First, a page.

GEORGE F. LEE / GLEE@STARBULLETIN.COM
The Rev. Daiya Amano blessed Tomoyuki Kajihara and Nelson Yoshimura on Thursday during a ceremony at the Shinto shrine Izumo Taishakyo Mission on North Kukui Street.
The Izumo Taishakyo Mission on Kukui Street celebrates 100 years in the isles
A small Shinto shrine in downtown Honolulu was the destination of about 10,000 people during the New Year holiday weekend.
People of many ethnic and religious backgrounds flocked to the Izumo Taishakyo Mission at 215 N. Kukui St. seeking good-luck amulets and blessings on their endeavors and relationships. Many recognize the annual New Year's pilgrimage as a Japanese cultural experience but don't know a thing about the religion they are observing by the visit.
Early Japanese immigrants built a shrine near the present site 100 years ago, bringing to Hawaii the Shinto religion, an indigenous faith that dates back more than 2,000 years. It teaches that gods, or "kami," are found in all living things and emphasizes the need to be in harmony with all nature.
Next month, the Izumo Taisha congregation will celebrate the centennial with an Oct. 7 thanksgiving service and an Oct. 8 anniversary banquet at the Sheraton-Waikiki Hotel. For information about dinner reservations, at $50 per person, call the shrine office, 538-7778.
The greatest thing the members, some descendants of the founders, will celebrate is the shrine's survival. Like other aspects of Japanese culture, it was shut down by the federal government after the Japanese strike against Pearl Harbor. The late Bishop Shigemaru Miyao and most of the church officers were confined in mainland relocation camps during World War II. The property was "given" to the City and County of Honolulu, and part of the wooden shrine was stored out of sight.
GEORGE F. LEE / GLEE@STARBULLETIN.COM
An exterior view of the shrine. The picturesque wooden building was restored after a fund drive in the 1960s.
In 1952, members gathered 10,000 signatures on a petition to get the property restored. It took nine years, legislative intervention and a state court judgment to restore ownership of Izumo Taisha to the Shinto congregation. In a land exchange, the shrine was moved from the current site of Kukui Gardens to the location beside Nuuanu Stream.
The picturesque wooden building was restored after a fund drive in the 1960s. The A-frame structure, modeled on a classical Japanese shrine in Shimane prefecture, was built in 1922, replacing an earlier building.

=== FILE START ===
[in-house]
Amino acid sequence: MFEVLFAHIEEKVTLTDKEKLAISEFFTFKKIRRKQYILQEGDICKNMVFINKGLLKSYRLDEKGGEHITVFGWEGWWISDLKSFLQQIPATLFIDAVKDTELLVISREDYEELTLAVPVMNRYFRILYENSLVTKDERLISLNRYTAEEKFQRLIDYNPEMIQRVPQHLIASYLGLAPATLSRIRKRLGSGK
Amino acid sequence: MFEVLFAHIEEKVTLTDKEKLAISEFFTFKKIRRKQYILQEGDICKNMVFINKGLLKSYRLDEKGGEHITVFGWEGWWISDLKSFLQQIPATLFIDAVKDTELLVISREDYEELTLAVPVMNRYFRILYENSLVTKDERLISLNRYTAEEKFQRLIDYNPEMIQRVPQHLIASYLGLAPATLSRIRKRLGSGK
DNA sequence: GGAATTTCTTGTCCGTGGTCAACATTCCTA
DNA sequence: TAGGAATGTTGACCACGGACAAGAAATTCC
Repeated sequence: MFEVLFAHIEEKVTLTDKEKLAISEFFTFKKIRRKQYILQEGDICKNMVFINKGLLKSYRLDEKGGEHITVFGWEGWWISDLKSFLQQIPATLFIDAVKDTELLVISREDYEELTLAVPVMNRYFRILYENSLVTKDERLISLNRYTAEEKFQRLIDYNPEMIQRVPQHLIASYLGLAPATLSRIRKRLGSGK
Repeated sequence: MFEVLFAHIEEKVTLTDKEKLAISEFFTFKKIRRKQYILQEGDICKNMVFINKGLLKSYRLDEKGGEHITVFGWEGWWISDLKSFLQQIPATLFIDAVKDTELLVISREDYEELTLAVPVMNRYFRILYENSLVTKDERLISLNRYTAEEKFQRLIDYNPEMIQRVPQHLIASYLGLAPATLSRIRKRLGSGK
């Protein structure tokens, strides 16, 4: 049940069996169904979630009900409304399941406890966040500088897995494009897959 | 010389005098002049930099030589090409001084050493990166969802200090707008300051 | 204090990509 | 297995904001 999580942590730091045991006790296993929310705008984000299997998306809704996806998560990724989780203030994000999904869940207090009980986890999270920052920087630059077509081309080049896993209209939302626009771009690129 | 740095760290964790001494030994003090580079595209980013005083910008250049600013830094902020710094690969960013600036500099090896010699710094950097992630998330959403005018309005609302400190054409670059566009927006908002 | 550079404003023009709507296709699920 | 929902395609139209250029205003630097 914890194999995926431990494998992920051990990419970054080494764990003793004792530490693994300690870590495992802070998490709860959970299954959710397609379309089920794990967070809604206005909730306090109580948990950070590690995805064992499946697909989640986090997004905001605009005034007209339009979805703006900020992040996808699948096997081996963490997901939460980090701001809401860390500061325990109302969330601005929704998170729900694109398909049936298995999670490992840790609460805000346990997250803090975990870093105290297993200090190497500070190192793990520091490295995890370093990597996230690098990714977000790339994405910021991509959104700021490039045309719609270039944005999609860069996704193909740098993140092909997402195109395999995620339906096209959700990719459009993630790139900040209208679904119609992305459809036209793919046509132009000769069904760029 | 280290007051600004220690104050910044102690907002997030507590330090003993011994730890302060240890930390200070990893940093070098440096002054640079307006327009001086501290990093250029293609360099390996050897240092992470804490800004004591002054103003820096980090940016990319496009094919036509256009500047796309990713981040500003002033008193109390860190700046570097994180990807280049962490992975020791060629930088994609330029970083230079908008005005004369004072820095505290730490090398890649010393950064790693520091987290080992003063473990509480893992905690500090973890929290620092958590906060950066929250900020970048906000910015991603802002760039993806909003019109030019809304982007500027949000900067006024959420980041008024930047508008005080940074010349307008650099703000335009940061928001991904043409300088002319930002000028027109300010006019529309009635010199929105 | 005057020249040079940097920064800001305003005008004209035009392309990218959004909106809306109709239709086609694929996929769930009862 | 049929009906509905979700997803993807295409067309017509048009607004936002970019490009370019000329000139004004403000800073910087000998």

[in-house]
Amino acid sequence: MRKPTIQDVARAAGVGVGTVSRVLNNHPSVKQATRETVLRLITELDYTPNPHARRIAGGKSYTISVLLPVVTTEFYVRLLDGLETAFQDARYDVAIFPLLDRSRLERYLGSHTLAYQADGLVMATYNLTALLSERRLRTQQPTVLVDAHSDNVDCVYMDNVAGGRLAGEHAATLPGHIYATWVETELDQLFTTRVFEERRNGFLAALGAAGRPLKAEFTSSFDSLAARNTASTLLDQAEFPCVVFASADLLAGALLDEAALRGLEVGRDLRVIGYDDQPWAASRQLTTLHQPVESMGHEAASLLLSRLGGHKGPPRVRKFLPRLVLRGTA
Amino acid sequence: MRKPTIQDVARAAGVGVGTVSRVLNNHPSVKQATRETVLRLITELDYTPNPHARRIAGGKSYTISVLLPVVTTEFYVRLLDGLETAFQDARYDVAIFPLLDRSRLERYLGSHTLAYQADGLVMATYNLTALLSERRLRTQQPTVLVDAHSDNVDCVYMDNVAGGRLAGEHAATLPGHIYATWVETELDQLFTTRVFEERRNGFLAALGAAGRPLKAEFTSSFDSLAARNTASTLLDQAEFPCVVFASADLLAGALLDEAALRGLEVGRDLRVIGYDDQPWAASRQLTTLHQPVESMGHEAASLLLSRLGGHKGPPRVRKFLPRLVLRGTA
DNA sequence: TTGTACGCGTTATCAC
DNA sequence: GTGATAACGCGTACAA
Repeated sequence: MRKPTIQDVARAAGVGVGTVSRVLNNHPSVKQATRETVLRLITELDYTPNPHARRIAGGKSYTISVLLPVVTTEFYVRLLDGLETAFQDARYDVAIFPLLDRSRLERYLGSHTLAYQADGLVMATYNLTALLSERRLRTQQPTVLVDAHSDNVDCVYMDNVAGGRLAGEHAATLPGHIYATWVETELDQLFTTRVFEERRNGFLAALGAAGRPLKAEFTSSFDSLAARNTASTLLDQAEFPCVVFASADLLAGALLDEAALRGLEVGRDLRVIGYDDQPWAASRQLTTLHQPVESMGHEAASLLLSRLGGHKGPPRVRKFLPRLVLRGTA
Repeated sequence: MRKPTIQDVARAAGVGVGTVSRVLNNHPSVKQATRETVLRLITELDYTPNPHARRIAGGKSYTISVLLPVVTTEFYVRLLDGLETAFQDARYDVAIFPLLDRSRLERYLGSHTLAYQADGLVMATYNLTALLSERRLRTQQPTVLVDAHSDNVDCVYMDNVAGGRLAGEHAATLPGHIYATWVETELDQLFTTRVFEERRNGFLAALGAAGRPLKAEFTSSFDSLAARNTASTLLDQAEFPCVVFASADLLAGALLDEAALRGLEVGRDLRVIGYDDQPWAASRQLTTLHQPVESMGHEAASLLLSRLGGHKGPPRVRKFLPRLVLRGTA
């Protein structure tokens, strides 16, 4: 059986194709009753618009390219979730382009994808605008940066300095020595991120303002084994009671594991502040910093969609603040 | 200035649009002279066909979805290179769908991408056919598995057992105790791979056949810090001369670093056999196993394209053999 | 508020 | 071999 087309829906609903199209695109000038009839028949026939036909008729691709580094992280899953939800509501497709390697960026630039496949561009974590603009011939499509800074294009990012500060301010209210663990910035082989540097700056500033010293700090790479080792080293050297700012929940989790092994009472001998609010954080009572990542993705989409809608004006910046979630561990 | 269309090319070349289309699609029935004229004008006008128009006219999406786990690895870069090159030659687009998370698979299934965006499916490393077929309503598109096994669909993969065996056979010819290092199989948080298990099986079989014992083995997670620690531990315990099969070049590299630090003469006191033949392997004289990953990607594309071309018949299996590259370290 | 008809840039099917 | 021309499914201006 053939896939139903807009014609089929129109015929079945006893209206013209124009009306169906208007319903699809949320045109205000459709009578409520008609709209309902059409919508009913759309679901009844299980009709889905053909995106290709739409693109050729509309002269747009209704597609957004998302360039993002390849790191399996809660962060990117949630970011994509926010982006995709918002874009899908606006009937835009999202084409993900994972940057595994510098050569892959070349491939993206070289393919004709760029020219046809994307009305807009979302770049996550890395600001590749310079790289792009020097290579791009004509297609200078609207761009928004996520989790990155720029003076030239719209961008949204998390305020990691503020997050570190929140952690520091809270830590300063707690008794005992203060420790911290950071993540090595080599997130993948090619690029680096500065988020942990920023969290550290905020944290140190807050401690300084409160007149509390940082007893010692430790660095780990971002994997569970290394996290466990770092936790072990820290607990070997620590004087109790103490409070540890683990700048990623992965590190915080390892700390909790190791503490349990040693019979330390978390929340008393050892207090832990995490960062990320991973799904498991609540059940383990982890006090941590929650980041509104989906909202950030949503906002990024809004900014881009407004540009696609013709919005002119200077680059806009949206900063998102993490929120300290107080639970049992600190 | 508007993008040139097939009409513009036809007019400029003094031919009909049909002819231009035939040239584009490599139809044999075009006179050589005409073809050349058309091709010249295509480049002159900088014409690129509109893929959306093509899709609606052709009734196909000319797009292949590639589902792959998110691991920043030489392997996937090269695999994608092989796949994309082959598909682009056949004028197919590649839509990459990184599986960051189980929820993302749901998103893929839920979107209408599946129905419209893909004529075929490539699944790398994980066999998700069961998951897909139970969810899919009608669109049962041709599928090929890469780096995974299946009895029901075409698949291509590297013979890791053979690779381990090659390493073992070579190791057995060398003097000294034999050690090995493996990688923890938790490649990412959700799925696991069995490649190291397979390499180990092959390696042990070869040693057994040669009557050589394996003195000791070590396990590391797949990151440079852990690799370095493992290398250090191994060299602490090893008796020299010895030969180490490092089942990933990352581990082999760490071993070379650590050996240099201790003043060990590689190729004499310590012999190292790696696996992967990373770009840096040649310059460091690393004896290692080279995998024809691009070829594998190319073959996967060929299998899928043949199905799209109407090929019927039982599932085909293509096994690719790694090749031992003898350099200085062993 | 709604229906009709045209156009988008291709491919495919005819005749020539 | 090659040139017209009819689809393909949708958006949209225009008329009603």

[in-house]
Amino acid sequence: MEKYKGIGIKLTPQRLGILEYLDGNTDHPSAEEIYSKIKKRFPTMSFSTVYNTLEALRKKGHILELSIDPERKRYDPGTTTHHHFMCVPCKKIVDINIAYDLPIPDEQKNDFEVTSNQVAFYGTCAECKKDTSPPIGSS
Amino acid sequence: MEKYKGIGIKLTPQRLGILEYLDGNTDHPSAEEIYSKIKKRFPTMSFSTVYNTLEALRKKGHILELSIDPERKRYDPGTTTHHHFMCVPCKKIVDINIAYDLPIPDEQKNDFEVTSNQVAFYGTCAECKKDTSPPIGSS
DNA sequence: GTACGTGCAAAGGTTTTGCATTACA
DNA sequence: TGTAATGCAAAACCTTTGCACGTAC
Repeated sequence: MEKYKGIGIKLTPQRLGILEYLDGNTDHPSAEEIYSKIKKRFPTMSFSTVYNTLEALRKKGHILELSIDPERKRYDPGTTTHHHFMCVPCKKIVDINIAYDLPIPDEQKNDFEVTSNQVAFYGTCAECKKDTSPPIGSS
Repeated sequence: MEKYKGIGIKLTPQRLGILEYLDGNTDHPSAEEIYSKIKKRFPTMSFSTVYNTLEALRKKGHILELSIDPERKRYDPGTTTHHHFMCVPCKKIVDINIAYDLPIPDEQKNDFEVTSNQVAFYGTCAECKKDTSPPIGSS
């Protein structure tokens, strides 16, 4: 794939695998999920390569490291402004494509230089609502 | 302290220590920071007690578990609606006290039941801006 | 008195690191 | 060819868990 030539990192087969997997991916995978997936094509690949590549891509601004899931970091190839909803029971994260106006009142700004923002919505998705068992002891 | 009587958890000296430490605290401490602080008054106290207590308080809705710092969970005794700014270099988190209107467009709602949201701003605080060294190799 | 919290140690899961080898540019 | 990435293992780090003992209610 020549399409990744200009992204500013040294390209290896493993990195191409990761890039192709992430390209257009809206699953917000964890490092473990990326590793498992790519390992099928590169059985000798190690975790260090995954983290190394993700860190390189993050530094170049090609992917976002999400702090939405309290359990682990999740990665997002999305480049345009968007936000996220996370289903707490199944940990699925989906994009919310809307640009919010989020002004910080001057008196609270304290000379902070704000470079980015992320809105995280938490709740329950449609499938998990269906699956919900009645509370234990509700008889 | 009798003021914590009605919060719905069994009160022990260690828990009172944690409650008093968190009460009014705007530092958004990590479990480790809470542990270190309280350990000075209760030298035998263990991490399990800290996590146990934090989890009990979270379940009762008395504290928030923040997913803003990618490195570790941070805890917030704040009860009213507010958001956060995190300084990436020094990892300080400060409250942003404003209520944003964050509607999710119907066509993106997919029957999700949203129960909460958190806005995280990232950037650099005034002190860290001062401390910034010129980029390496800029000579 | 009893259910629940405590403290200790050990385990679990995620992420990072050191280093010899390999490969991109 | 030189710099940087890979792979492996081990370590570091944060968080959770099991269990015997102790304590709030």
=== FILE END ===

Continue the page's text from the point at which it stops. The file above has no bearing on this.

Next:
A booklet documenting the history will be sold during the centennial festivities.
Most of the 160 members now are "not so young," said the Rev. Daiya Amano. He leads the service at 7 p.m. on the 10th of each month. The timing is part of tradition: "Many immigrants worked in the daytime, so they gathered for services at night."
"Kami is a Shinto god," he said. "Okuninushi No Kami is the main god of our shrine. He specializes in good health, happiness, business wealth, good relationships. This god came from Shimane prefecture. For the first immigrants, that was their main god. In Japan there are different gods at different shrines."
Throughout the year, Amano is called upon to pray for special events in people's lives. "People want blessings for a new baby, a new automobile. Sometimes I go for a new-house blessing, or an office or restaurant." People also call on the priest to bless them at significant ages called "yakudoshi" -- when a man turns 41 or a woman turns 32.
Amano, who came from Japan 17 years ago to serve at the shrine, is only the third priest there. The founding pastor was the Rev. Katsuyoshi Miyao, who, soon after his arrival in Hawaii, was authorized by the U.S. Immigration Service to perform marriages between male immigrants and the picture brides they brought from Japan. When he died in 1935, he was succeeded by his son, who served as head priest for more than 60 years.
About 300 people are expected to come from the main Izumo shrine and other cities in Japan to participate in the celebration.